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LVMPD officer argues union officials seized her money in violation of First Amendment through restrictive arrangement to which she never consented

Washington, DC (November 21, 2022) – Las Vegas police officer Melodie DePierro has submitted a petition asking the United States Supreme Court to hear her lawsuit defending her First Amendment right to abstain from paying dues to a union she does not support. DePierro is receiving free legal representation from National Right to Work Legal Defense Foundation staff attorneys.

DePierro, a Las Vegas Metropolitan Police Department (LVMPD) officer, contends in the lawsuit that officials of the Las Vegas Police Protective Association (PPA) union seized dues money from her paycheck in violation of her First Amendment rights pursuant to a so-called “window period” specified in the union contract. PPA officials’ “window period” scheme prohibits police officers from opting out of union financial support for over 90% of the year. DePierro never consented to – nor was ever informed of – this limitation.

DePierro seeks to enforce her First Amendment rights recognized by the Supreme Court in the landmark 2018 Janus v. AFSCME case, which was argued and won by Foundation attorneys. The Justices ruled in Janus that forcing public sector workers to subsidize an unwanted union as a condition of employment violates the First Amendment. They also held that union officials can only deduct dues from a public sector employee who has affirmatively waived his or her Janus rights.

“[I]f employee consent is not required, governments and unions can, and will…devise and enforce onerous restrictions on when employees can stop subsidizing union speech,” reads the brief.

PPA Union Officials Imposed on Officer Contract Provision She Never Knew About

According to DePierro’s original complaint, she began working for LVMPD in 2006 and voluntarily joined the PPA union at that time. However, in 2006 the union monopoly bargaining contract permitted employees to terminate dues deductions at any time.

In January 2020, she first tried to exercise her Janus rights, sending letters to both union officials and the LVMPD stating that she was resigning her membership. The letters demanded a stop to union dues being taken from her paycheck.

Her complaint reported that union and police department agents rejected that request because of the union-imposed “window period” restriction previously unknown to DePierro that purportedly limits when employees can exercise their Janus rights. As her brief notes, that “window period” restriction was added in the 2019 monopoly bargaining contract between union officials and the police department, despite the fact Janus had already been decided by then.

DePierro never agreed to such a restriction on the exercise of her First Amendment rights, but union agents nonetheless rebuffed her again when she renewed her demand to stop dues deductions in February 2020. When she filed her lawsuit, full union dues were still coming out of her paycheck.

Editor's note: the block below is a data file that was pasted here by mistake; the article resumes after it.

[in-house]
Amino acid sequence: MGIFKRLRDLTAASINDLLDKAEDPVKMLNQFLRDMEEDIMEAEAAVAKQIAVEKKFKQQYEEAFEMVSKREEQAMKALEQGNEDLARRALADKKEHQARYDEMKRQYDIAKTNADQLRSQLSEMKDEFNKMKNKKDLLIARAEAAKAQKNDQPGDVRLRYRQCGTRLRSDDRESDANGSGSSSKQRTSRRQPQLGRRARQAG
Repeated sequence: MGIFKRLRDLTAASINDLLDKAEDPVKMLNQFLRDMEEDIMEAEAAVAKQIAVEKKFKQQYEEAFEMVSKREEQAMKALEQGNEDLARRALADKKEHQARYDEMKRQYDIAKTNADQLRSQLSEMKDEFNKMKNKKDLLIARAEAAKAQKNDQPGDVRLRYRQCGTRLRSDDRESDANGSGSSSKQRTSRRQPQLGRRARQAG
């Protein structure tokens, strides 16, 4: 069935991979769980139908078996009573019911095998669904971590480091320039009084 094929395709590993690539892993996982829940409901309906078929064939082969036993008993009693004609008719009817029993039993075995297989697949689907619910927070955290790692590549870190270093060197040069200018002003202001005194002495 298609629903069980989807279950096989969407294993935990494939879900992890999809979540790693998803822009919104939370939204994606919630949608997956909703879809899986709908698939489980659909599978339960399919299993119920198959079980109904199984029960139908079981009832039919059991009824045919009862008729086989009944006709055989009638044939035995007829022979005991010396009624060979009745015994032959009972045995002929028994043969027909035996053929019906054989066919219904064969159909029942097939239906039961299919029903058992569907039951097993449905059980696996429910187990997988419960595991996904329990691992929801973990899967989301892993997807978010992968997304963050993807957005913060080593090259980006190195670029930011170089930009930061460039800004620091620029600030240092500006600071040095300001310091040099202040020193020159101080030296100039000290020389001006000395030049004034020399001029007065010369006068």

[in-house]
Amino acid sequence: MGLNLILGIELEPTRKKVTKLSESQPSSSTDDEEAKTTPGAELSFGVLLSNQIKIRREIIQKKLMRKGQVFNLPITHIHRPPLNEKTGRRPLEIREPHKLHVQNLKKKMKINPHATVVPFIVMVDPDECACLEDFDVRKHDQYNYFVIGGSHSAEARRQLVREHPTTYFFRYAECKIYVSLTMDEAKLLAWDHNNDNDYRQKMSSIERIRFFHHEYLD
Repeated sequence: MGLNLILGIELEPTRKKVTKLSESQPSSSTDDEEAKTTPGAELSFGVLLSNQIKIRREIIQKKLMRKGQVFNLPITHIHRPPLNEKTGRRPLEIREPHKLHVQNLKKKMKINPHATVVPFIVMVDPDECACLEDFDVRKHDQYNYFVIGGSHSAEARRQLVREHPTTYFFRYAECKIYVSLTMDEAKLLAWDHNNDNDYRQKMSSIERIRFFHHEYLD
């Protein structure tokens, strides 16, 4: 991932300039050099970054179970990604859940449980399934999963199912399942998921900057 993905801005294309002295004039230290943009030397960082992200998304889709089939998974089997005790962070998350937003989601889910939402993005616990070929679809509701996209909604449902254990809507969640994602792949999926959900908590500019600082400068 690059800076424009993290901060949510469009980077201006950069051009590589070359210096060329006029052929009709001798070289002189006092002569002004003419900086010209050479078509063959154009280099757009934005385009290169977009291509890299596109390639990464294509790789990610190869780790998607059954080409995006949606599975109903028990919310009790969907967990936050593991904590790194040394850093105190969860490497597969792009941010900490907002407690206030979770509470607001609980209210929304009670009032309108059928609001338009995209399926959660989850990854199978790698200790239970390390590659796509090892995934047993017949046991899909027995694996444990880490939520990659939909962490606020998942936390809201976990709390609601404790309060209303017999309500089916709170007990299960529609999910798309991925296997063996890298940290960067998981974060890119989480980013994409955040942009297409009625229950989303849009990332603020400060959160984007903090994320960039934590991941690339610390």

DePierro’s Supreme Court petition argues that, because union officials kept seizing money from her wages under the guise of the “window period,” and never sought her consent to the restriction, they violated the First Amendment. As per Janus, union officials must obtain a worker’s waiver of their Janus rights before deducting dues or fees from their pay. DePierro asks the High Court to declare the “window period” scheme unconstitutional, forbid PPA and LVMPD from further enforcing it, and order PPA and LVMPD to refund with interest all dues unlawfully withheld from her pay since she tried to stop the deductions.

“This Court’s review is urgently needed because the Ninth Circuit’s decision is allowing governments and unions to unilaterally decide when and how to restrict employees’ right to refrain from subsidizing union speech—without the need to secure their affirmative consent to the restriction,” asserts the brief.

Officer Joins California Lifeguards in Asking Justices to Uphold Janus Ruling

DePierro’s petition comes as 21 Foundation-represented Southern California lifeguards are also urging the Supreme Court to hear their case challenging an anti-Janus dues scheme concocted by California Statewide Law Enforcement Agency (CSLEA) union officials. That scheme has trapped the lifeguards in union membership and full dues deductions until 2023, despite each of the lifeguards exercising his or her Janus right to abstain from union membership and union financial support.

As in DePierro’s case, the lifeguards were not explicitly informed of the so-called “maintenance of membership” restriction which now confines them in membership and full dues payment. Moreover, union officials never obtained voluntary waivers of Janus rights from any of the lifeguards before subjecting them to this scheme.

Janus’ First Amendment protections are meant to ensure that workers are not being forced to subsidize union bosses of whom they disapprove, whether based on union officials’ ineffectiveness, political activities, divisive conduct in the workplace, or any other reason,” commented National Right to Work Foundation President Mark Mix. “Union officials’ defense of schemes that siphon money out of unwilling workers’ paychecks sends a clear message that they value dues revenue over the constitutional rights of the workers they claim to ‘represent.’”